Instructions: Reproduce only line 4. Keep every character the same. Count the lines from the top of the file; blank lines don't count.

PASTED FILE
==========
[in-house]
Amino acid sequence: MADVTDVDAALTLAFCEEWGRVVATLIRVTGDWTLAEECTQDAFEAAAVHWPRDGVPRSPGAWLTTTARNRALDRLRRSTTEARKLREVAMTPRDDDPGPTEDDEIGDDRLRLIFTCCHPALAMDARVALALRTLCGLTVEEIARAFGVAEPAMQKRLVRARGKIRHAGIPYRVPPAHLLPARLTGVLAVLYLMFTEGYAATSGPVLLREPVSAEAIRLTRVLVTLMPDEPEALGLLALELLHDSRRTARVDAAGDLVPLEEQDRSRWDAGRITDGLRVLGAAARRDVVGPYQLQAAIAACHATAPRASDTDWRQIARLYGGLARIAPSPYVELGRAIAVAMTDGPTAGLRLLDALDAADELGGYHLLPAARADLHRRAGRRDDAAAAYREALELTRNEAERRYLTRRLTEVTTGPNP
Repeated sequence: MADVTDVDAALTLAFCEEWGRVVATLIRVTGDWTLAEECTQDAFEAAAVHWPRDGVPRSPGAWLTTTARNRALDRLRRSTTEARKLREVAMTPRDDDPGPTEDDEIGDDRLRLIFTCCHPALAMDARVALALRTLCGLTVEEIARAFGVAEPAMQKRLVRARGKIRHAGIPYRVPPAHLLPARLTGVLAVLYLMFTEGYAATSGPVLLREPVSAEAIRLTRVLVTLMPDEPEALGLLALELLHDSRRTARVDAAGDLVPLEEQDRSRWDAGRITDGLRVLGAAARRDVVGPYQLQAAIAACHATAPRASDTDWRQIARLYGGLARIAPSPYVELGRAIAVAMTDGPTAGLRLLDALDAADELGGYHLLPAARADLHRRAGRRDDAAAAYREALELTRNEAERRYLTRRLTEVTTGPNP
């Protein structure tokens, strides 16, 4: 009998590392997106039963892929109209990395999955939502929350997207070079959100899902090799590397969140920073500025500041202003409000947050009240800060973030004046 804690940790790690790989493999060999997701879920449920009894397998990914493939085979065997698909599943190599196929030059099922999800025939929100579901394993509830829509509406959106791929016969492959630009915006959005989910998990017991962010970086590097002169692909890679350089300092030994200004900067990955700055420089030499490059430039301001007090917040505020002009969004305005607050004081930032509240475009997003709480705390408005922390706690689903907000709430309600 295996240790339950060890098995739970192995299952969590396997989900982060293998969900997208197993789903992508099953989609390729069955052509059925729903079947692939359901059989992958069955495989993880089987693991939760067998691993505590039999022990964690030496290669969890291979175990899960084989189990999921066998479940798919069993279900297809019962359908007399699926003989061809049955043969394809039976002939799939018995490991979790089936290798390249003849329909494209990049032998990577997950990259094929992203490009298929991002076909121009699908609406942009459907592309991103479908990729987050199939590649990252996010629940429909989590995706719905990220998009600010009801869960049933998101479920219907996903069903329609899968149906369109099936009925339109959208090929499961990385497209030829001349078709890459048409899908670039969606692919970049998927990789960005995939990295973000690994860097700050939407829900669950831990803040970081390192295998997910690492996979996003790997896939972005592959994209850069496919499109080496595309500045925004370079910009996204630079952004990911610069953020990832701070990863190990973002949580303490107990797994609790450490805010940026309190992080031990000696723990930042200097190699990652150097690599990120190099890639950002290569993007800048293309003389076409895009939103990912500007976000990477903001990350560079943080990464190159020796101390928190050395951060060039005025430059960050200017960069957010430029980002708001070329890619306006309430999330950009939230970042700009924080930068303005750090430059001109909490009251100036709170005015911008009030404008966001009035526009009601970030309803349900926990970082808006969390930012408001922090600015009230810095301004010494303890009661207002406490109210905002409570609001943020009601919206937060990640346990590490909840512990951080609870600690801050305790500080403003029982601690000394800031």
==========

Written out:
């Protein structure tokens, strides 16, 4: 009998590392997106039963892929109209990395999955939502929350997207070079959100899902090799590397969140920073500025500041202003409000947050009240800060973030004046 804690940790790690790989493999060999997701879920449920009894397998990914493939085979065997698909599943190599196929030059099922999800025939929100579901394993509830829509509406959106791929016969492959630009915006959005989910998990017991962010970086590097002169692909890679350089300092030994200004900067990955700055420089030499490059430039301001007090917040505020002009969004305005607050004081930032509240475009997003709480705390408005922390706690689903907000709430309600 295996240790339950060890098995739970192995299952969590396997989900982060293998969900997208197993789903992508099953989609390729069955052509059925729903079947692939359901059989992958069955495989993880089987693991939760067998691993505590039999022990964690030496290669969890291979175990899960084989189990999921066998479940798919069993279900297809019962359908007399699926003989061809049955043969394809039976002939799939018995490991979790089936290798390249003849329909494209990049032998990577997950990259094929992203490009298929991002076909121009699908609406942009459907592309991103479908990729987050199939590649990252996010629940429909989590995706719905990220998009600010009801869960049933998101479920219907996903069903329609899968149906369109099936009925339109959208090929499961990385497209030829001349078709890459048409899908670039969606692919970049998927990789960005995939990295973000690994860097700050939407829900669950831990803040970081390192295998997910690492996979996003790997896939972005592959994209850069496919499109080496595309500045925004370079910009996204630079952004990911610069953020990832701070990863190990973002949580303490107990797994609790450490805010940026309190992080031990000696723990930042200097190699990652150097690599990120190099890639950002290569993007800048293309003389076409895009939103990912500007976000990477903001990350560079943080990464190159020796101390928190050395951060060039005025430059960050200017960069957010430029980002708001070329890619306006309430999330950009939230970042700009924080930068303005750090430059001109909490009251100036709170005015911008009030404008966001009035526009009601970030309803349900926990970082808006969390930012408001922090600015009230810095301004010494303890009661207002406490109210905002409570609001943020009601919206937060990640346990590490909840512990951080609870600690801050305790500080403003029982601690000394800031």